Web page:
Popular free audio editing tool Audacity has quietly updated its terms and conditions so that it can sell user data to third-party companies and share it “with our main office in Russia”.
The update, which happened on 2 July 2021, means that Audacity will now collect information about users’ operating system, their country (through their IP address), their CPU, and any other data “necessary for law enforcement, litigation and authorities’ requests”.
For “a calendar day”, IP addresses will be “stored in an identifiable way” before being hashed or made anonymous; however, an unencrypted address could be a pathway to finding a users’ name, phone number, and address, the geolocation of the computer, and in some cases further personal characteristics including “political inclinations, state of health, sexuality, [and] religious sentiments”, according to a study conducted in 2013 by the Office of the Privacy Commissioner of Canada.
Audacity will share this personal data with its staff and law enforcement and government agents, or “other third party where we believe disclosure is necessary” as well as “potential buyer[s] … in connection with any proposed purchase, merger, or acquisition”.
Users’ personal data is stored on servers in the European Economic Area, but Audacity says that it is “occasionally required to share your personal data with our main office in Russia and our external counsel in the USA”. It says that personal data “receives an adequate level of protection in accordance with the GDPR.”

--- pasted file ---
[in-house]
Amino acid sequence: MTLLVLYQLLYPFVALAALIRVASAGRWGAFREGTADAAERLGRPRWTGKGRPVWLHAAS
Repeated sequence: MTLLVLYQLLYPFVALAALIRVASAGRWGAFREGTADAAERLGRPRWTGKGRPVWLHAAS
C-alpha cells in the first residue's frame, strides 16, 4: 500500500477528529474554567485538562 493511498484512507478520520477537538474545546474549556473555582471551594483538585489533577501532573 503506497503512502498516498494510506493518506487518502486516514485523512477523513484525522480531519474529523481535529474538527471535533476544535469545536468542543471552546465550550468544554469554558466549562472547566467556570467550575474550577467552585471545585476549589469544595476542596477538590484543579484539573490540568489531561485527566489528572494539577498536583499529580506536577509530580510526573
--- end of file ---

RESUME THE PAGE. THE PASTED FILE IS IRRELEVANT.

Audacity also forbids users under the age of 13 from using it. “If you are under 13 years old, please do not use the App”, the new terms and conditions state; however, this appears to be in conflict with its GPL license, which states that software must be available for free to all users.
Muse Group, which purchased Audacity in May 2021, did not respond to a request for comment from The Independent before time of publication.
“It is no wonder that the latest update is being likened to spyware with the volume of data being acquired from customers. The recent sale of the software highlights how customer data is increasingly more important to software owners and it reflects the true business model of many companies”, Jake Moore, Cybersecurity Specialist at global cybersecurity company ESET, told The Independent.
“When they share, analyse and profit from personal data collection, companies take a gamble that they will only lose a small number of accounts owned by privacy conscious users. The more people realise how important it is to keep limit the sharing of their sensitive information, the more companies will be forced into thinking twice when taking such data.”